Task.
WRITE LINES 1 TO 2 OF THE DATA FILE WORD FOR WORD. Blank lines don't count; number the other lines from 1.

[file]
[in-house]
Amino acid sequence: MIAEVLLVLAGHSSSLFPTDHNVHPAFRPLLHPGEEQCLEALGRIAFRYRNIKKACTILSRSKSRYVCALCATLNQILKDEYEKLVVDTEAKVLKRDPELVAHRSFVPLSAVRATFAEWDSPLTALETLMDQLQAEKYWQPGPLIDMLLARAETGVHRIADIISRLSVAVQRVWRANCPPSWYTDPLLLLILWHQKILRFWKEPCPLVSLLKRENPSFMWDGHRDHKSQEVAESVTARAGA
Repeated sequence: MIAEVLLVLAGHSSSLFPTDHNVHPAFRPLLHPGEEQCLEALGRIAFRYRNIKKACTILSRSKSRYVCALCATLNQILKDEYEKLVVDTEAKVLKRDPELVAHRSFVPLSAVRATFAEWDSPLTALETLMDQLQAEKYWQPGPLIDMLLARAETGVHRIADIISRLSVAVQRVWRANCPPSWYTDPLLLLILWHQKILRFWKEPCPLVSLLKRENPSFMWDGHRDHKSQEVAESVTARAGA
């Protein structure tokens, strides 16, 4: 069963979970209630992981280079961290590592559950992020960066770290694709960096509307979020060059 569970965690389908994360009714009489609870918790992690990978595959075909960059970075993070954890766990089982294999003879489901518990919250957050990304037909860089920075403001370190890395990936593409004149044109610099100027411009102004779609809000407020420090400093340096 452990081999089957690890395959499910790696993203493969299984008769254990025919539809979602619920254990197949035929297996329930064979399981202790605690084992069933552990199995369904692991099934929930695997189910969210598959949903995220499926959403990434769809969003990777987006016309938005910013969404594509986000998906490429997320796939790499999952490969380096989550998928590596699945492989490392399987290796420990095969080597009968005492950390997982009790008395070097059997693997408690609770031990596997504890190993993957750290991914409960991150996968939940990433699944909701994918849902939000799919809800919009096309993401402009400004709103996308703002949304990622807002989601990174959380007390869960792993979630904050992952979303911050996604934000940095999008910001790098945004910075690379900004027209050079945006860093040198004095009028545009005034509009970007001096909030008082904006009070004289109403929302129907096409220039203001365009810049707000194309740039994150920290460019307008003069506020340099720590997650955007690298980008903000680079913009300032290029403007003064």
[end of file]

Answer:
[in-house]
Amino acid sequence: MIAEVLLVLAGHSSSLFPTDHNVHPAFRPLLHPGEEQCLEALGRIAFRYRNIKKACTILSRSKSRYVCALCATLNQILKDEYEKLVVDTEAKVLKRDPELVAHRSFVPLSAVRATFAEWDSPLTALETLMDQLQAEKYWQPGPLIDMLLARAETGVHRIADIISRLSVAVQRVWRANCPPSWYTDPLLLLILWHQKILRFWKEPCPLVSLLKRENPSFMWDGHRDHKSQEVAESVTARAGA